# Why can I cancel in modular arithmetic?

Based on my school, the cancellation law for modular arithmetic is as stated:

For all integers $$a$$, $$b$$, $$c$$, $$n$$, with $$n > 1$$ and $$a$$ and $$n$$ are coprime, if $$ab$$ $$≡ ac$$( $$mod$$ $$n$$), then $$b ≡ c$$ ( $$mod$$ $$n$$ ).

Apparently, the proof for this was to multiply both sides by $$a$$-1.

2 questions then stem from this:

1) If you do modular multiplication, shouldn't you multiply the modulus as well?

If $$a \equiv b \mod n$$, then $$ma\equiv mb \mod {nm}$$. Why isn't this happening when $$a$$-1 is multiplied on both sides,i.e. I don't see a $$a$$-1 in the modulus?

2)Isn't multiplicative inverse of modulo $$n$$ such that $$a$$-1$$a$$$$1$$ ( $$mod$$ $$n$$) (ie must be congruent to 1 modulo n)?

$$\boxed{\text{Solve the equation 5 x+13 y=75 for integers x, y\quad }}$$

Such an equation is called a $$\color{red}{\text{Diophantine equation}}$$.

1. Re-write: $$5 x=75-13 y$$
2. Then $$5 x \equiv 75(\bmod 13),$$ by Theorem $$8.4 .1$$ (Epp)
3. Re-write: $$5 x \equiv 5 \cdot 15(\bmod 13)$$
4. Note that 5 and 13 are coprime.
5. Thus, $$x \equiv 15(\bmod 13),$$ by Theorem $$8.4 .9$$ (Epp)
6. Thus, $$x \equiv 2(\bmod 13),$$ because 15 mod $$13=2$$
7. So $$x=2$$ is a solution.
8. Substituting back into the equation: $$5(2)+13 y=75$$
9. And thus $$y=5$$

(Transcribed from this image)

As you can see, on line 5, when they multiply both sides by $$5$$-1, its not congruent to 1 modulo 13?

PS:

I looked up on this possible duplicate: Why can I cancel in modular arithmetic when working modulus a prime number? but didn't seem to understand both the poster and the answerer.

• In $b\equiv c\mod n$ ... , it should be $b\equiv c\mod m$. In this case, it is not difficult to show the implication. The other direction is more difficult. – Peter Jun 5 at 8:57
• there are a number of answers in the duplicate. Can you point to where you dont understand in the elementary one? – Calvin Khor Jun 5 at 8:58
• @CalvinKhor If possible, I would like to understand the 1st answer – Leon Jun 5 at 9:02
• @Peter are you referring to the blockquote? – Leon Jun 5 at 9:03
• No, to this : If b≡c ( mod n ), then na≡nb (mod nm). Why isn't this happening when a-1 is multiplied on both sides,ie I don't see a a-1 in the modulus? – Peter Jun 5 at 9:04

If $$a\equiv b \mod n$$, then we can write $$a=b+kn$$ for some $$k\in\mathbb{Z}$$.

So multiplying by $$m$$ say gives $$am=bm+knm$$, which can be written as $$am\equiv bm \mod mn$$, but also as $$am\equiv bm \mod n$$, with $$km$$ as the 'new' $$k$$.

$$a^{-1}$$ exists as $$\gcd(a,n)=1$$, and is an integer between $$1$$ and $$n-1$$, and doesn't appear in the modulus for the reason given above.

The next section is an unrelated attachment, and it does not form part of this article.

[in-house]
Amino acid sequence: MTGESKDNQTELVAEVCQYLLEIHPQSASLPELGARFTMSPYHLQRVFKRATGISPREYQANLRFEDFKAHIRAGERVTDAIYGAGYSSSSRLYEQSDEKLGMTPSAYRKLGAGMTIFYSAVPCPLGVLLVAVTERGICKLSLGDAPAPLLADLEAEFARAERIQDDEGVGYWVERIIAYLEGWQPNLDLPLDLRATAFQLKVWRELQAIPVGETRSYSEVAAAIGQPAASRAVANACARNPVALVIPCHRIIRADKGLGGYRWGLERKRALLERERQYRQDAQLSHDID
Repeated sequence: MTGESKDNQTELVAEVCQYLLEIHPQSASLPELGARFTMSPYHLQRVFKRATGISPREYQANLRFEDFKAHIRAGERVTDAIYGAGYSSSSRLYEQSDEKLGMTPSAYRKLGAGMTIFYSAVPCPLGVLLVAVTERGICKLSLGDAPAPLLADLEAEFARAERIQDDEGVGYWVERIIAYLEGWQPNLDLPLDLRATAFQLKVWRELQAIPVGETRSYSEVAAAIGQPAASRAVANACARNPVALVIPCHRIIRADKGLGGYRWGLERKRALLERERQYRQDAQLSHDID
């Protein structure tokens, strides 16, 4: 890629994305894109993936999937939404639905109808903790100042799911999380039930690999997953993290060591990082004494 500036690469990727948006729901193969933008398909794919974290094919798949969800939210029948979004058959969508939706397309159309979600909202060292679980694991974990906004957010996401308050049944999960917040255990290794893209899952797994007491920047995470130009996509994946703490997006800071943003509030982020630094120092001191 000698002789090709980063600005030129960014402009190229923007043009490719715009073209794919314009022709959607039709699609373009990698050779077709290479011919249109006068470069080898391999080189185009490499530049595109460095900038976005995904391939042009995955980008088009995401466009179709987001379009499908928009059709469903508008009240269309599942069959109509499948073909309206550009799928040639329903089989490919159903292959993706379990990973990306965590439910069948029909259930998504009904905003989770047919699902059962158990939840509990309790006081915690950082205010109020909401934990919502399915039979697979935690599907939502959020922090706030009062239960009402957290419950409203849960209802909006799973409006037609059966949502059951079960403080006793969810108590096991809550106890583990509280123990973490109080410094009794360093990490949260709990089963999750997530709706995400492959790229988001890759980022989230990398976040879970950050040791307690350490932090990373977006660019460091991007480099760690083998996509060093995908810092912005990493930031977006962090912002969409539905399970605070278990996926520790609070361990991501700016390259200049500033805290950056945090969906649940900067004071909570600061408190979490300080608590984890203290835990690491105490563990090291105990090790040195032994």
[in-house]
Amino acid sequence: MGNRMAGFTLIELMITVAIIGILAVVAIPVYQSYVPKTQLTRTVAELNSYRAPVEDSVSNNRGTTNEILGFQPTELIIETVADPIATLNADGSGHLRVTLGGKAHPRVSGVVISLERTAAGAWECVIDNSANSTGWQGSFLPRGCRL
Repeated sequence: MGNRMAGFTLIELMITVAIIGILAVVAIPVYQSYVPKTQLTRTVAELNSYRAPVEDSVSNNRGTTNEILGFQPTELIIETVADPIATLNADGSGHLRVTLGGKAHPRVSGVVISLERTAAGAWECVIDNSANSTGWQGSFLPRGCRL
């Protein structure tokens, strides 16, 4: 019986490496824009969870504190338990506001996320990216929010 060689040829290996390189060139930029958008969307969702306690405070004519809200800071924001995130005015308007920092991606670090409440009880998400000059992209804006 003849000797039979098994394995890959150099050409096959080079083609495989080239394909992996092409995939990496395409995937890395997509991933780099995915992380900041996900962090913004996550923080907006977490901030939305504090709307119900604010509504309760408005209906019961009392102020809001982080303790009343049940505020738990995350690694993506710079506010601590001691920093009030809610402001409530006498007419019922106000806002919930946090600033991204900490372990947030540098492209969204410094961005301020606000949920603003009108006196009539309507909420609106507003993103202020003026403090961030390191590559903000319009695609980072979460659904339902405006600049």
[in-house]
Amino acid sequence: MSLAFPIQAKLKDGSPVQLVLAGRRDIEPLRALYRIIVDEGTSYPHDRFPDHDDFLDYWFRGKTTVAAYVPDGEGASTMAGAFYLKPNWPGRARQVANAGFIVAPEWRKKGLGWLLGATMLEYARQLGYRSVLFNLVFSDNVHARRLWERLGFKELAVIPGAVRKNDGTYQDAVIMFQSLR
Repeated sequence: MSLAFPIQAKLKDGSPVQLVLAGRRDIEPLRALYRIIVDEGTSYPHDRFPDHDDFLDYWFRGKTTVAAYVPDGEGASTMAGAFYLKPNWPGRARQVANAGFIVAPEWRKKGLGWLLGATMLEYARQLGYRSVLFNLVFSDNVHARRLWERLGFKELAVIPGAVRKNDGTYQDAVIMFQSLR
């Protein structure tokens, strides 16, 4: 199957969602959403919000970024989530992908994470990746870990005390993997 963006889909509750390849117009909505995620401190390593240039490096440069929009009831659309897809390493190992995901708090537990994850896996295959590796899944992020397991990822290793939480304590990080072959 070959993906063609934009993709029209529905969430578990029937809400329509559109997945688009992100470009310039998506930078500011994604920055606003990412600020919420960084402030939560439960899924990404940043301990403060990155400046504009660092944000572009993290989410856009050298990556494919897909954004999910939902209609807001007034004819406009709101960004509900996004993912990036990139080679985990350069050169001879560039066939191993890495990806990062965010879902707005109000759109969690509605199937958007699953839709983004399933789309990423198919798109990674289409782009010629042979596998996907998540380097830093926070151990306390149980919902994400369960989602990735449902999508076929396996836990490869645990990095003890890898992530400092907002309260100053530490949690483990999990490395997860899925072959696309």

For part 2, $$5^{-1}\cdot 5\equiv 1 \mod {13}$$, and

$$5x\equiv 5\cdot15 \mod {13}$$ $$5^{-1}\cdot 5x\equiv 5^{-1}\cdot 5\cdot15 \mod {13}$$ $$x\equiv 15 \mod {13}$$

• For part 2) , are you saying that, multiplying by its inverse does guarantee a congruency to 1 modulo n. Its just the $x$ causing my confusion that makes it a congruency to 2 modulo n instead? – Leon Jun 5 at 9:27
• @Leon; the inverse is multiplied on line 3, and only affects the $5$ and not $x$. – JMP Jun 5 at 9:44

Multiplying both sides of a modular equation without changing the modulus is valid, and if two numbers are equivalent modulo $$pq$$, they're certainly equivalent modulo $$p$$. (It's division that's a little more iffy.)

In this case, multiplying by $$a^{-1}$$ isn't necessary (although it does work, with some justification). A better way to do this is to observe that $$ab \equiv ac \pmod n$$ implies $$a(b-c) = ab - ac \equiv 0 \pmod n,$$ which means that $$n|a(b-c)$$. Since $$n$$ and $$a$$ are coprime, this then means $$n|b-c$$, or in other words, $$b \equiv c \pmod n$$.

For your second question, $$a a^{-1}$$ being $$1$$ modulo $$n$$ doesn't mean that multiplying anything with an $$a^{-1}$$ yields $$1$$ mod $$n$$. The inverse of $$5$$ is $$8$$; you can check easily that $$5 \times 8 \equiv 1 \pmod {13}$$, and that multiplying $$8$$ on both sides in line 3 yields line 5.

• The alternative explanation was nice! – Leon Jun 5 at 9:29

Hint: In a commutative ring $$R$$, $$ab=ac$$ implies $$b=c$$ if $$a\ne0$$ is not a zero divisor. It’s not necessary that $$a$$ is a unit.

Indeed, if $$ab=ac$$, then $$a(b-c)=0$$. Since $$a$$ is not a zero divisor, then $$b-c=0$$ and hence $$b=c$$.

In the ring $$Z_n$$, each nonzero element is a zero divisor or a unit. So this is a special case.

• Sorry, I haven't learnt this topic "rings" – Leon Jun 5 at 9:00
• Just think about $Z_n$. – Wuestenfux Jun 5 at 9:37

Recall that $$ab=ac$$ mod $$n$$ iff there is some integer $$k$$ such that $$a(b-c)=kn$$. In particular $$a$$ is a divisor of the product $$kn$$. Now you use the coprime assumption: none of the prime factors of $$a$$ divide $$n$$, so all of them must divide $$k$$; so $$a$$ divides $$k$$, which is to say $$k/a=j$$ is some integer $$j\in\mathbb Z$$. Thus $$b-c = (k/a) n = jn$$ so $$b=c$$ mod $$n$$.